Comparing Susan Glaspell’s “Trifles” and “A Jury of Her Peers”Utilizing two different genres, the short story and drama, Susan Glaspell tells the tale of Minnie Wright and the murder of her husband John. Continuous in the use of plot, sequence of action, and tone the play and story compliment one another. Written first, in 1916, “Trifles” is a briefer and more mood evoking production of Mrs.
Hale and Mrs. Peters’ discovery of Minnie’s motive for murder. Glaspell is limited in this form from exploring the character of Mrs. Hale beyond the dialogue with Mrs.
Peters and the tone of the scene. However, in “Jury of Her Peers” the moment of truth is more gradual, the understanding of Mrs. Hale is deeper and to that extent the plight of Minnie Wright becomes more heartrending. While “Trifles” is equally indicative of the deep sadness and marginalization of Minnie Wright within her own life, the small tragedies that create crimes become amplified in the solemn internal narrative of Mrs.
Hale in Glaspell’s “A Jury of Her Peers.”It is important to note here at the beginning that there is, aside from the more internalized perspective of the characters, in actually reading their thoughts in the case of Mrs. Hale, little difference between the play “Trifles” and the short story “A Jury of Her Peers.” Glaspell does not deviate from the basic plot of Minnie Wright’s murder of her husband, or the subtle devises used to illustrate Minnie’s guilt and motive in strangling her husband as he slept.
The broken-necked canary is found by Mrs. Hale and Mrs. Peters, as well as kept from the view of the county prosecutor and their husbands. The conversations between the main characters, Mrs.
Hale and Mrs. Peters, as well as their husbands and the county prosecutor, remain largely the same from text to text. For example, when Mr. Hale describes his encounter with Minnie Wright in “Trifles” he notes, “She was rockin’ back and forth.
She had her apron in her hand and was kind of – pleating it” (“Trifles” ll.17). In “A Jury of Her Peers” he makes the same observation, differently but to the same affect saying that she was in the rocking chair when he entered, looking “as if she didn’t know what she was going to do next. And kind of–done up.
” In fact, within this framework the short story appears to be simply an expansion on the play. However, it is not expansive in the manner that it tells necessarily more of the story, though the story begins at Mrs. Hale’s home while the play begins at the Wright’s, it is rather expansive in the way that it goes beyond what is said or inferred to touch on the thoughts that Mrs. Hale cannot say aloud, “It came into Mrs.
Hale’s mind that that rocker didn’t look in the least like Minnie Foster–the Minnie Foster of twenty years before. It was a dingy red, with wooden rungs up the back, and the middle rung was gone, and the chair sagged to one side” (“A Jury of Her Peers”).Even this is minor, as most of what is revealed of Mrs. Hale is still shown in the implications of what she says, and more importantly chooses not to say to Mrs.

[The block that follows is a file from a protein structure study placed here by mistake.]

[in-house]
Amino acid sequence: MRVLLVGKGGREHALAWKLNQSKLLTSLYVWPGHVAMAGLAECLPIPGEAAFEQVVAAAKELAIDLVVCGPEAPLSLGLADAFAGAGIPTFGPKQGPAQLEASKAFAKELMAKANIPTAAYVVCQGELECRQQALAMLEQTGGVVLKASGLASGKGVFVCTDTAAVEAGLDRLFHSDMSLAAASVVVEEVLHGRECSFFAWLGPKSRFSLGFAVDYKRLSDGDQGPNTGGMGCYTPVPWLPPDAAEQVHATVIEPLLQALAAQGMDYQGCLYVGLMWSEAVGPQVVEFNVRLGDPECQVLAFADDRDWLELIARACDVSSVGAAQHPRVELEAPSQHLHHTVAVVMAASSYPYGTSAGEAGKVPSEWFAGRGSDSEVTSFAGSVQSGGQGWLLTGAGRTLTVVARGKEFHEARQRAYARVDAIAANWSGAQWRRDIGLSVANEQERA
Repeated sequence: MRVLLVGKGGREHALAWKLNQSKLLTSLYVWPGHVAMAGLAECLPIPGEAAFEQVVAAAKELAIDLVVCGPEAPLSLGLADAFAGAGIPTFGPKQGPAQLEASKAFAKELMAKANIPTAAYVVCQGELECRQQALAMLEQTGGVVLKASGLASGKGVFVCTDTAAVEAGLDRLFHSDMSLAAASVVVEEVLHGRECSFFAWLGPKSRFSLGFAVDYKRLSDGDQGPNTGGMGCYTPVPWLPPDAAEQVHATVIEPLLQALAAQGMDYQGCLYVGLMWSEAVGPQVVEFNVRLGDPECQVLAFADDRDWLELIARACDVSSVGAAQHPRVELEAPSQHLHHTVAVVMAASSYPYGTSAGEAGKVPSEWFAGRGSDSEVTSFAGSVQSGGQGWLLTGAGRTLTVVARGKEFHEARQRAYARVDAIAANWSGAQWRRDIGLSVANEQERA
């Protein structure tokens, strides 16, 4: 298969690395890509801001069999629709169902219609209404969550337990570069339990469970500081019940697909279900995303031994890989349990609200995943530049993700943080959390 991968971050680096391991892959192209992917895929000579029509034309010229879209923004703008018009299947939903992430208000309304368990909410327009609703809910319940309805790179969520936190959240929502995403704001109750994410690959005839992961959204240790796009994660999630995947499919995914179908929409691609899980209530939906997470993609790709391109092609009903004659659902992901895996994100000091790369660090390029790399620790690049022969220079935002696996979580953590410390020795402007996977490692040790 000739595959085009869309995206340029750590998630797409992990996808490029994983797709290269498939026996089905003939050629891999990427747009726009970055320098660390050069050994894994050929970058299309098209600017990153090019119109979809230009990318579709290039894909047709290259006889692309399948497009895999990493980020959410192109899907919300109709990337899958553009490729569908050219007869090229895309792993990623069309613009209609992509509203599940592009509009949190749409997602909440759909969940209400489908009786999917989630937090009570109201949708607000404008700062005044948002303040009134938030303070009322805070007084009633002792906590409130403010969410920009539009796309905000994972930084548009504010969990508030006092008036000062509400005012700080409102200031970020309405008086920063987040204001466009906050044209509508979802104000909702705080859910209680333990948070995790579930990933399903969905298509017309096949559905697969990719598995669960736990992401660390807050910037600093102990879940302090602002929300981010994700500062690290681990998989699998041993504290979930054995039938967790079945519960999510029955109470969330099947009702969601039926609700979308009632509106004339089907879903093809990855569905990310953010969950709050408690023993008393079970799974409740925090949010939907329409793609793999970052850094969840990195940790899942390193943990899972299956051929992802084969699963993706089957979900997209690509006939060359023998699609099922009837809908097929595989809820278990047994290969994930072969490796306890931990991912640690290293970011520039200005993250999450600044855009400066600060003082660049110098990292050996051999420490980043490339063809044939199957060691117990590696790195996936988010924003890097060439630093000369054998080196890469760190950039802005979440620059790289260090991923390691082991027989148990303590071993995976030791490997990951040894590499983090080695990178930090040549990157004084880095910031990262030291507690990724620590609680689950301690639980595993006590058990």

Peters or the men. In this way, the play and short story are implicitly linked to one another. The story becomes, in some ways, a more readable version of the play. What makes the short story more effective and powerful in its emotional impact is the re situating of Mrs.
Hale to a prominence she does not carry in the play. As with the play, she is the eyes through which we know and sympathize with Minnie Wright; it is she who paints the picture of a youthful Minnie, “she was kind of like a bird herself – real sweet and pretty” (“Trifles” ll.107). Without Mrs.
Hale’s observations of Minnie Wright, and her unflattering attitude toward John Wright, the reader of the short story and the audience of the play would have little context from which to view the story. However, in the story the perspective becomes Mrs. Hale’s; with the play, the perspective and interpretation of information is solely the property of the audience. With the short story, the effects and implications of Minnie Wright’s crime become located in one woman, Mrs.
Hale.By individualizing the perspective in the short story, Glaspell injects a personal tone into that makes it all the more heartbreaking. In the emotional effects Minnie’s crime has on Mrs. Hale, it’s easier to discern the feelings of domestic imprisonment in the Wright household and the theme of just retaliation, “She thought of the flour in her kitchen at home–half sifted, half not sifted.
She had been interrupted, and had left things half done. What had interrupted Minnie Foster? Why had that work been left half done?” (“A Jury of Her Peers). Mrs. Hale becomes more connected to the character of Minnie Wright in the short story than she is able to in the play and through this process the reader too is able to have a greater sympathy for the guilty woman.
They are not merely neighbors but two sides of the same domestic coin; having once shared girlhood, their lives have grown more secluded and the chances to share in day-to-day events of the other have become stymied not merely by John Wright but time itself. While Mrs. Hale has learned to cope and has found joy in her own domesticity, she sees the failures of happiness in Minnie Wright and experiences a kind of survivor guilt, knowing that the same fate could have befallen her as well. In the end, while both play and short story tell us of the tale of Minnie Wright, it is the story that makes the plight of such women a tangible reality and reinforces their individual humanity.
Works CitedGlaspell, Susan. “A Jury of Her Peers.” Literature. Ed.
Janet E. Gardner. 2nd Ed. Boston: Bedford/St.
Martin’s, 2008.Glaspell, Susan. “Trifles.” Literature.
Ed. Janet E. Gardner. 2nd Ed.
Boston: Bedford/St. Martin’s, 2008. 94-105.